Mushi! 虫! Bugs! They’re all over the place! And the Japanese variety are just as abundant and cool. I’ve always been a fan of bugs, but sometimes people in Japan have a different level of fandom going on…
Japanese rhinoceros beetle
If you’ve got any familiarity about Japan or even just anime, you already know about the Japanese rhinoceros beetle (Trypoxylus dichotomus) and the exciting fights they often engage in for money. That’s right, two males are pitted against each other, and people bet on which one will push the other off of a log or table first. Apparently it’s very popular in Ryukyu:
They also make good pets.
I WANT ONE.
Something you might not have known: The beetle has a fan page on Facebook. Only 18 people are fans as of this posting! C’mon people, these beetles are awesome. I actually owned the shell of a similar-looking beetle when I was a kid, but I lost it in a move. It was pretty awesome, though. It was as big as my hand. (I used to keep giant bugs’ shells after they died.)
Asian giant hornet
Another much more horrifying mushi is the Asian giant hornet (オオスズメバチ – Vespa mandarinia japonica). Like the rhinoceros beetle, it looks pretty awesome, and I’m pretty sure there are some vehicles themed off of its appearance.
I say they’re horrifying only because they are awful, mass-murdering bastards, and on the off-chance you get stung by one you’ll probably be hospitalized.
OH MY GOD RUN
What happens when a terrifying killer engages my favorite insect? It’s not pretty. (This saddens me, as I only just found out that praying mantises can eat snakes…and I think birds, too. Holy crap, nature.)
Apart from being the enemy of bees, they’re a fine part of the balance of nature… I guess. Hey, who am I to question how nature works?
Some Household Mushi
Here in the US, bugs + indoors usually don’t mix. Me, I can’t get enough bugs, personally, but in Japan there are a handful of good-luck bugs that actually enhance the home. Bugs such as…
The huntsman spider (Sparassidae), which is actually harmless to people, and comes in varying levels of cute and fuzzy.
And this gejigeji bug, Scutigera coleoptrata, the household centipede. Every kid is informed at a young age that centipedes (or was it millipedes…?) can freaking kill you, so I guess it becomes ubiquitous that avoiding them is necessary. However, these things are also cleaner-uppers for homes and actually won’t kill you. I love giant bugs that won’t kill you! Yay!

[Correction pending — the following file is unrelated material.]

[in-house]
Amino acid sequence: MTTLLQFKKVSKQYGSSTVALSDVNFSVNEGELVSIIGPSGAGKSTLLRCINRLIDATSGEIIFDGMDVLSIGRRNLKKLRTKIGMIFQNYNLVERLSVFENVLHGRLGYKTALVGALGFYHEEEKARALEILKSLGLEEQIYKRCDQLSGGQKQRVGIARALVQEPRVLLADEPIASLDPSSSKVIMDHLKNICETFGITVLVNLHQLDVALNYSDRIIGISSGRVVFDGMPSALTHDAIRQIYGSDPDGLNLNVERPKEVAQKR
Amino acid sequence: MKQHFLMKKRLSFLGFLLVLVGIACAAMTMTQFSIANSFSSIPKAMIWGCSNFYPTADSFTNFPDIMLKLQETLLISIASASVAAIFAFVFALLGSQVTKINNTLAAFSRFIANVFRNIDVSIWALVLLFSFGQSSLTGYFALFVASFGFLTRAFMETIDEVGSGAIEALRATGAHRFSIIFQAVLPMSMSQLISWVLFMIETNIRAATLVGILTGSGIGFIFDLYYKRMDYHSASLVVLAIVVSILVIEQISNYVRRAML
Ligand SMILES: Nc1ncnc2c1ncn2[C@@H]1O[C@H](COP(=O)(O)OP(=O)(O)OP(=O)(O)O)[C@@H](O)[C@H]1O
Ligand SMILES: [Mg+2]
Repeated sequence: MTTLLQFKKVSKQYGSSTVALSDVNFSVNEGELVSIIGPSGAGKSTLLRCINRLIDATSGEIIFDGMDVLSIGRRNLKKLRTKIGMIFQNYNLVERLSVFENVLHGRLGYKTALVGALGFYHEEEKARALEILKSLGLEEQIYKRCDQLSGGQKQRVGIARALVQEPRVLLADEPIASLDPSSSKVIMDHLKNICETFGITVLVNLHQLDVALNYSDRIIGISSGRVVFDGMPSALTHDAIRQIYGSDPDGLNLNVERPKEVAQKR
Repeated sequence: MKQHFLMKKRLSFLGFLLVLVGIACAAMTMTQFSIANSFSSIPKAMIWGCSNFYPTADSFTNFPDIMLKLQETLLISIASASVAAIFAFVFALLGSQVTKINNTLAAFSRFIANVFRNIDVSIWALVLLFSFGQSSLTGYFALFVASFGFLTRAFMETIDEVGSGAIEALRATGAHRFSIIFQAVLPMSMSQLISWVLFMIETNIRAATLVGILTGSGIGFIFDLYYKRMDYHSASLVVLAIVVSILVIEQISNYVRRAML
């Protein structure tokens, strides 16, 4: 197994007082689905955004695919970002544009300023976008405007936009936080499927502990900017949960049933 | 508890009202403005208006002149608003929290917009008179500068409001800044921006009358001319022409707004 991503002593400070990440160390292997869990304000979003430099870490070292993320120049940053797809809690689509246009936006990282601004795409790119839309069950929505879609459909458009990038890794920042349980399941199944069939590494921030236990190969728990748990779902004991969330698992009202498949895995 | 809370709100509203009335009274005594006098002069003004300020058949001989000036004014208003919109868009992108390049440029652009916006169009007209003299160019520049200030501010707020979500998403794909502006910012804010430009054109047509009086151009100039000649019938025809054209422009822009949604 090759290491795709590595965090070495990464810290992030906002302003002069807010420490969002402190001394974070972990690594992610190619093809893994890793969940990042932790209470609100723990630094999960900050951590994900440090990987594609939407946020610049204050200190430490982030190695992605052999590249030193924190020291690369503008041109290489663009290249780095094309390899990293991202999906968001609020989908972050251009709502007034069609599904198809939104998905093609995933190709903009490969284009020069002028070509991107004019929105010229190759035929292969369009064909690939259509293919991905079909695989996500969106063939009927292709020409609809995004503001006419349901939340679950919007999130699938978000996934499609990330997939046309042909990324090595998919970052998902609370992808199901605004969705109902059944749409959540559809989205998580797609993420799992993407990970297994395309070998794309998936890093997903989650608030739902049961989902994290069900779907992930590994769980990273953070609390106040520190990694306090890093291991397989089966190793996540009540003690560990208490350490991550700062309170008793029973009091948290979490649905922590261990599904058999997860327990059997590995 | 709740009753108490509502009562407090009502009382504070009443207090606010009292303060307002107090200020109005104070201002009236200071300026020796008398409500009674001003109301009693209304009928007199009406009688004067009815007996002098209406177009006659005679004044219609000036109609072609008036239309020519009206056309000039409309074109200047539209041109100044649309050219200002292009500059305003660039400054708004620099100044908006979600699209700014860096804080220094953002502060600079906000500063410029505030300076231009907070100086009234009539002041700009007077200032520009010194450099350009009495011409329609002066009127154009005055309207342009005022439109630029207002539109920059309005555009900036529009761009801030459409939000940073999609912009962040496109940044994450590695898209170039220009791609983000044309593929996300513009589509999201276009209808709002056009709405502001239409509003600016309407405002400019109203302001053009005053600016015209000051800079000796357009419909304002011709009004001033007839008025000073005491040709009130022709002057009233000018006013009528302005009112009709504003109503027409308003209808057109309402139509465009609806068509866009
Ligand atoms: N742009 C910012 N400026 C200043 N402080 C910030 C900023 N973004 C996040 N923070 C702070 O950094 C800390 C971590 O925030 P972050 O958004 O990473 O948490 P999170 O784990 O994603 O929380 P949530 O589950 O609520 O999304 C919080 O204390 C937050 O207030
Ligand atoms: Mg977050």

Miscellaneous Things About Mushi
Those insanely popular and/or infamous mushi, as well as others, are constantly featured in Japanese media.
The manga series Mushishi obviously takes its influence from little things crawling around in the ground, with its ubiquitous supernatural spirits (also called…”Mushi”) that have existed since time’s dawn.
Pokémon, great game series and childhood favorite of many, was originally inspired by bug-catching. Pokémon executive director Satoshi Tajiri-Oniwa enjoyed collecting bugs as a kid, as did I! Specifically, in an old TIME interview, he said,
The place where I grew up [in Machida, a western Tokyo suburb] was still rural back then. There were rice paddies, rivers, forests. It was full of nature. Then development started taking place, and as it grew, all the insects were driven away. I was really interested in collecting insects. Every year they would cut down trees and the population of insects would decrease. The change was so dramatic. A fishing pond would become an arcade center.
If you recall how the original two games played, there were always a lot of simple bug-catching kids in the beginning, and to this day there’s still lots of wading around in grass, looking for things… even if the pocket monsters these days have grown to ridiculous proportions.
There are several tokusatsu series with bug-themed heroes, such as the Kamen Rider series.
Anyhow, bugs are awesome, and they’re a big part of Japan. Should I ever get the chance to go there, I want to go bug-watching. (I also want to hunt bugs in Australia, except I know I’ll probably definitely die over there.)